Muhammadu Buhari has assumed office in the Nigerian capital of Abuja. Nigerians are hopeful their new leader can stamp out corruption and Boko Haram's Islamist insurgency.
The scene in Abuja was festive on Friday as Muhammadu Buhari was sworn in as president of Nigeria following his historic election victory in March. Wearing the traditional robes of the country's mainly Muslim north, Buhari shook hands with visiting heads of state and dignitaries, including South African President Jacob Zuma and US Secretary of State John Kerry ahead of the ceremony.
Outgoing leader Goodluck Jonathan arrived about half an hour later than his successor, taking a seat next to Buhari after the national anthem was played.
Security across the capital was tight as power was peacefully transferred from the ruling party to the opposition for the first time ever in the West African nation. Thousands of policemen patrolled Abuja's hotels and set up barricades on all roads leading in and out of the city.
The inauguration was held in Abuja's Eagle Square conference center, which was decorated in the green, white and light blue colors of Buhari's All Progressives Congress party.
Buhari brings new hope
Buhari has inherited a nation grappling with an Islamist insurgency that has killed thousands and forced 1.5 million people to flee their homes as well as with state corruption that has left government coffers nearly empty.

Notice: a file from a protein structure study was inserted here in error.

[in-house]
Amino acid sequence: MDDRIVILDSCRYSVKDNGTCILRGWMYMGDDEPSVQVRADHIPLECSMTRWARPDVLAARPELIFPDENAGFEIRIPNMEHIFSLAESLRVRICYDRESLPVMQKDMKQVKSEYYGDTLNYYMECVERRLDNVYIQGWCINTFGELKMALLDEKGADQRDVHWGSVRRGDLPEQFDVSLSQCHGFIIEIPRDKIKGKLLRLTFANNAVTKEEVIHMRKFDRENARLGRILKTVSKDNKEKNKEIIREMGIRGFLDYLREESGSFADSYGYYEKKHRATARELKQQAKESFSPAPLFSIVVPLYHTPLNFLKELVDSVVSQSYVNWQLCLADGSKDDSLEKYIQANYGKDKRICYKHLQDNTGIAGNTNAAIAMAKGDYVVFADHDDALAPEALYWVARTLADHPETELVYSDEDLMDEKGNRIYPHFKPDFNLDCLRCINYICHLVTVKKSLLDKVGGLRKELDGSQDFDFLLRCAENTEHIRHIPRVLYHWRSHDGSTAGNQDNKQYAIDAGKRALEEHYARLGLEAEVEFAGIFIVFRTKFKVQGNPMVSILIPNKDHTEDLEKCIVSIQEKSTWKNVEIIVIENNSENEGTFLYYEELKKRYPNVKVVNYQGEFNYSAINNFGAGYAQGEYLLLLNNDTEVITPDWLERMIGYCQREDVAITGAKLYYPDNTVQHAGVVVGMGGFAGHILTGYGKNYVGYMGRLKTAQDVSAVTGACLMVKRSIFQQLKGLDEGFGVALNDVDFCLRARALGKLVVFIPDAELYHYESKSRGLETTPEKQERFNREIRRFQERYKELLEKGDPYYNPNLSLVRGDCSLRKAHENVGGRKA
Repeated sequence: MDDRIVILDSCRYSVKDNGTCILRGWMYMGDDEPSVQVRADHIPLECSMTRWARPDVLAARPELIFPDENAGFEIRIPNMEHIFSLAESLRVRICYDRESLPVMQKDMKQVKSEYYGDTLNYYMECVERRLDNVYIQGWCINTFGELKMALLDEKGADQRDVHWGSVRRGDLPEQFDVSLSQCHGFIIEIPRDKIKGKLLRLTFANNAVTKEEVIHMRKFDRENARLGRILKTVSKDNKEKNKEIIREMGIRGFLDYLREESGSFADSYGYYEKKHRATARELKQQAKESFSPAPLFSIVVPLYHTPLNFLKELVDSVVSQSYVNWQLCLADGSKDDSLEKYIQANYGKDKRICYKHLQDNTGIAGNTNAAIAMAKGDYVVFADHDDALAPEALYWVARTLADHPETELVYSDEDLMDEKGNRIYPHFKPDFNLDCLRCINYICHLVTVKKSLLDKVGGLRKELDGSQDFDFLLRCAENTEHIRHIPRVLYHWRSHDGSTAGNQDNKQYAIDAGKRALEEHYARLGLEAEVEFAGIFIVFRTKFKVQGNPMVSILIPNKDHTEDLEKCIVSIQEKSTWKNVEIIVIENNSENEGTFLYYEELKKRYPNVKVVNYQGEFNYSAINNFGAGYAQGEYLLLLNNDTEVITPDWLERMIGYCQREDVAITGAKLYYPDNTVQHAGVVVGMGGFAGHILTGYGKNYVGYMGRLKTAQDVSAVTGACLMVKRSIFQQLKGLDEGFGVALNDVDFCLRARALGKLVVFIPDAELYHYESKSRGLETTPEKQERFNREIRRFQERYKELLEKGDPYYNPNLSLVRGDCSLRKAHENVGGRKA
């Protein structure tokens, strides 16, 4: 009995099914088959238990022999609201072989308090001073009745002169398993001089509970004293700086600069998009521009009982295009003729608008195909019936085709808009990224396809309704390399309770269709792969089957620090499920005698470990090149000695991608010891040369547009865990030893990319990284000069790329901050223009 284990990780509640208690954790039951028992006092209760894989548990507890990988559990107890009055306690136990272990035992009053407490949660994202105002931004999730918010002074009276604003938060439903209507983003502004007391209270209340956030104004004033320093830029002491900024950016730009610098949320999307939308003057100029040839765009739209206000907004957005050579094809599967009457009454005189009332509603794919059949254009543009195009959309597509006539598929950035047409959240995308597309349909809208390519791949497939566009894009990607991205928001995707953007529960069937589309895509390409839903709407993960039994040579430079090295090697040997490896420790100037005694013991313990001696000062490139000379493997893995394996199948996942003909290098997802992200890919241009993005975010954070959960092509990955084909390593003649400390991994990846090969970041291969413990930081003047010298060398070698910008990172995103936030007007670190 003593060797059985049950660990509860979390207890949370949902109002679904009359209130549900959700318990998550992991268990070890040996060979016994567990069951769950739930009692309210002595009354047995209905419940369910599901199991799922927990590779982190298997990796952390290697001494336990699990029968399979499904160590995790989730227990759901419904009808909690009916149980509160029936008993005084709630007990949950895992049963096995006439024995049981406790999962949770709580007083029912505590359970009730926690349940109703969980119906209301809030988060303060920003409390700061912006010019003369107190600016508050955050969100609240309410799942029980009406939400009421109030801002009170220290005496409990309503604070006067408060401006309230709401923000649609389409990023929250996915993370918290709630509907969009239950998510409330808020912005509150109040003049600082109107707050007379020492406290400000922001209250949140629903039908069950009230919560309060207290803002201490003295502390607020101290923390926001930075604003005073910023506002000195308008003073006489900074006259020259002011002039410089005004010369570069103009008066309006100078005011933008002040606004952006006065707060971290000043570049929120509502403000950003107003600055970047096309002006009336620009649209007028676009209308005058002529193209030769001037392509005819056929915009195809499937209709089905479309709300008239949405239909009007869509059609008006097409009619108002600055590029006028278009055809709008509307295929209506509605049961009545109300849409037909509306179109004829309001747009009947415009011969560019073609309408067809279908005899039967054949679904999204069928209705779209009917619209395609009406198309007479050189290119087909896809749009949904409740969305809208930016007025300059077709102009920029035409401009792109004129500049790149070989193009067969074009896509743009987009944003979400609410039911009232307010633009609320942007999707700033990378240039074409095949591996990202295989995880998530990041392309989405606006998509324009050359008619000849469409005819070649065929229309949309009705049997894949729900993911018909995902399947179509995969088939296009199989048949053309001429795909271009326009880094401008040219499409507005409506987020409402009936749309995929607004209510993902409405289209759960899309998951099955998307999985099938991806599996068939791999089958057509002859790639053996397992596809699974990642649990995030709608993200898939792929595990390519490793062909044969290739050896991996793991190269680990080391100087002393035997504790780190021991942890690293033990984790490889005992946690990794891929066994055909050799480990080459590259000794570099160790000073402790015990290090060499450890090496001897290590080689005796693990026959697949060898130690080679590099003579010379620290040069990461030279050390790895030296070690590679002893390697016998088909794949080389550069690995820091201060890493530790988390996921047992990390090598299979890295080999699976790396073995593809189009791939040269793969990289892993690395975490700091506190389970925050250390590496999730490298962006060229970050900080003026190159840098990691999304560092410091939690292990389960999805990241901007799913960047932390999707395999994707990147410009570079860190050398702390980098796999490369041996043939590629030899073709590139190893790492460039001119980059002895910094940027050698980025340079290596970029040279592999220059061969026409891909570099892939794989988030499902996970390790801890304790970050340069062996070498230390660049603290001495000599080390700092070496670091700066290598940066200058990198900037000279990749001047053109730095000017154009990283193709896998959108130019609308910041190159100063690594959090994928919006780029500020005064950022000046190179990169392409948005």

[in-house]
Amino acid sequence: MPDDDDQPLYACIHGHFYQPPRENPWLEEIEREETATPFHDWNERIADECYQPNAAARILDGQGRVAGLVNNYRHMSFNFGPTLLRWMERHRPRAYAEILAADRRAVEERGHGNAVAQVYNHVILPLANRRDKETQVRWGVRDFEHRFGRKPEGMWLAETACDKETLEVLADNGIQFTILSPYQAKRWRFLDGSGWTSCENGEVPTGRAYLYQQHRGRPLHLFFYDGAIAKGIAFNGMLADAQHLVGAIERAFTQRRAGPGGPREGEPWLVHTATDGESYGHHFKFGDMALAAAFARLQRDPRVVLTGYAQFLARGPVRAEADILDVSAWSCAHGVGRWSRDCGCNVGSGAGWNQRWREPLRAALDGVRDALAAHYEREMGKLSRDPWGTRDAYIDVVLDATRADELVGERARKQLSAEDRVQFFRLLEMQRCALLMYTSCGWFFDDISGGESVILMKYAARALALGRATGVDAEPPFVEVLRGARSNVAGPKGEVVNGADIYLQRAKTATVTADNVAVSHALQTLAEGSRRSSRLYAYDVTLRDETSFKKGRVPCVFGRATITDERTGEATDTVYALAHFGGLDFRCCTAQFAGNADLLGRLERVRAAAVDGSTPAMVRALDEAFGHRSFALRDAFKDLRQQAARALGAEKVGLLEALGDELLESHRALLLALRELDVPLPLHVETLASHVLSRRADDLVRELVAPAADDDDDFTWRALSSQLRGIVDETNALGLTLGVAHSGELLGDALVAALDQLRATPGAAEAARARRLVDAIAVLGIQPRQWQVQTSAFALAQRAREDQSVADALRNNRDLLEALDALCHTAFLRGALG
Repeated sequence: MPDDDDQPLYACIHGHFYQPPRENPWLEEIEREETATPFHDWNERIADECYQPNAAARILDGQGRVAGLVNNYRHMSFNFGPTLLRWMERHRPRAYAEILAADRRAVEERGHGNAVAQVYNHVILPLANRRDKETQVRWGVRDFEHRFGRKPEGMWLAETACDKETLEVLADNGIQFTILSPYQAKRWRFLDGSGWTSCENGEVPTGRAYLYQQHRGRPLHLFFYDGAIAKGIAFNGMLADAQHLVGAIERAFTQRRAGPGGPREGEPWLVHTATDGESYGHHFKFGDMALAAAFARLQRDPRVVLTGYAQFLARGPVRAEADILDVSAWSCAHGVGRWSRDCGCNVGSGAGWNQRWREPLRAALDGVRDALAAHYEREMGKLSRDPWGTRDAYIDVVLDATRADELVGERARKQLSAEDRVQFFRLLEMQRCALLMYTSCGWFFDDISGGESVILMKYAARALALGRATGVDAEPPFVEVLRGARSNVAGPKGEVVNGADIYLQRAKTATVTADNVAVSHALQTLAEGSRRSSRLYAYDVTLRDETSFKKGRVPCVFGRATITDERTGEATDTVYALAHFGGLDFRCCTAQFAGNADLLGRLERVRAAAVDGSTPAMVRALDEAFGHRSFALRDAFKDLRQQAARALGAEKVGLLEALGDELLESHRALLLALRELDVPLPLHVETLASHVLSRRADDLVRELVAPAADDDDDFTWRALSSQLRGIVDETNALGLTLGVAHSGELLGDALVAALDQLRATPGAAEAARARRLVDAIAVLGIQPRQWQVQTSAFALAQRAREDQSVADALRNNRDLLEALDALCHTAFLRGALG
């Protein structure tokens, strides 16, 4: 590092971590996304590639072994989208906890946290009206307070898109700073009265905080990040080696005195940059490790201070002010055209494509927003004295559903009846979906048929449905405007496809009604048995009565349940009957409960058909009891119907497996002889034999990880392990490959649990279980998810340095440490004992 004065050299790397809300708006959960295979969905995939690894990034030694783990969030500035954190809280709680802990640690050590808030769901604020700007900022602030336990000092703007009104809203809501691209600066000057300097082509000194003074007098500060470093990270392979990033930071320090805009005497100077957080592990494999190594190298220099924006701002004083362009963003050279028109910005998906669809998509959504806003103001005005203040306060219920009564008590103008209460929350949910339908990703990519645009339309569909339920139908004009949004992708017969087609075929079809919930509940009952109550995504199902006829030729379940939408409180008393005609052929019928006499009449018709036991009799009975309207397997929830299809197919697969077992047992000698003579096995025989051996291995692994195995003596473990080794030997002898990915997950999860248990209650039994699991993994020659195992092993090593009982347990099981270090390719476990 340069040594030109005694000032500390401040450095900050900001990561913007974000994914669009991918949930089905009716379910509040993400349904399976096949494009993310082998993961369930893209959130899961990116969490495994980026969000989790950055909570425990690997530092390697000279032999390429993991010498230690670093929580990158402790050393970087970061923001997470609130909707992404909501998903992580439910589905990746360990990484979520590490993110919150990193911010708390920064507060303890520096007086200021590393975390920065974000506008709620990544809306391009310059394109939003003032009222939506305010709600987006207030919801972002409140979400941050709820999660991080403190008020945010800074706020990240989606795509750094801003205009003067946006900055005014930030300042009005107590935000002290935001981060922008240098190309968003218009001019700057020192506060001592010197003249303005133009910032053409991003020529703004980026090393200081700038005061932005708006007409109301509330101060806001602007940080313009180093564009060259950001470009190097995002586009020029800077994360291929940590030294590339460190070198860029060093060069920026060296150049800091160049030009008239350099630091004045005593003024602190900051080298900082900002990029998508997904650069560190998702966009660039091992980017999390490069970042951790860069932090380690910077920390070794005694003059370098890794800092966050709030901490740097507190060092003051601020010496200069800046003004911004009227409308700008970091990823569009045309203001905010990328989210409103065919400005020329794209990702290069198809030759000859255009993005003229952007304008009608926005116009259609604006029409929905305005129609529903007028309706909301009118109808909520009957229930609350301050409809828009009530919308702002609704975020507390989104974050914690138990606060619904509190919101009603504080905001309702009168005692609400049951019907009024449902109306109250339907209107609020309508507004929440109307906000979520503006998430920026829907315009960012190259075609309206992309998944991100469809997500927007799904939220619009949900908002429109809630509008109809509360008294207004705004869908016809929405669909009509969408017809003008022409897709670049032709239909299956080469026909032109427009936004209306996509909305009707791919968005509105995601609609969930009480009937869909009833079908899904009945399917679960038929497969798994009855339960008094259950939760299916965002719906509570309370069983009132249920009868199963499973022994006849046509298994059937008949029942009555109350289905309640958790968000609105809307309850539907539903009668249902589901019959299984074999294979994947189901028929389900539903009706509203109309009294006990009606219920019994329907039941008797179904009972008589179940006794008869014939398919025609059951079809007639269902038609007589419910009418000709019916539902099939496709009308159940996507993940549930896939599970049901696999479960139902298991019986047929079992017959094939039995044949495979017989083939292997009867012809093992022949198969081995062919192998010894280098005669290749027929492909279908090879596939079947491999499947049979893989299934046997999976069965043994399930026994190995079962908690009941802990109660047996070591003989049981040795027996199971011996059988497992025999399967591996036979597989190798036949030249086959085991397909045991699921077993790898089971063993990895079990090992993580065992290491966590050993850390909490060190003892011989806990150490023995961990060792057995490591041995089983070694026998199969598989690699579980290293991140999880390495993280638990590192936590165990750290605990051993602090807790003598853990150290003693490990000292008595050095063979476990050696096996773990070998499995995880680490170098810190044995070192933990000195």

The retired general faced similar crises when he briefly ruled as a military dictator in the early 1980s when he defeated another homegrown jihadist group. Now Nigerians are hopeful that Buhari, the only leader believed not to have enriched himself from state funds, can curb the graft plaguing the oil-rich country.
He has declared himself a "born-again democrat." Before his swearing in, he also shook hands with the elected president he ousted in the 1983 coup, Shehu Shagari, and the general that deposed him a year and a half later, Ibrahim Babangida.
Buhari became the first challenger to oust an incumbent president in Nigerian history when he beat Goodluck Jonathan at the polls in March. Jonathan's reputation suffered greatly for the way the Boko Haram uprising was allowed to flourish under his watch.
Since February, gains have been made against in the Islamists in neighboring Cameroon, Chad, and Niger, but a sustained offensive will be needed to quell the persistent violence.
es/jil (AP, AFP, dpa)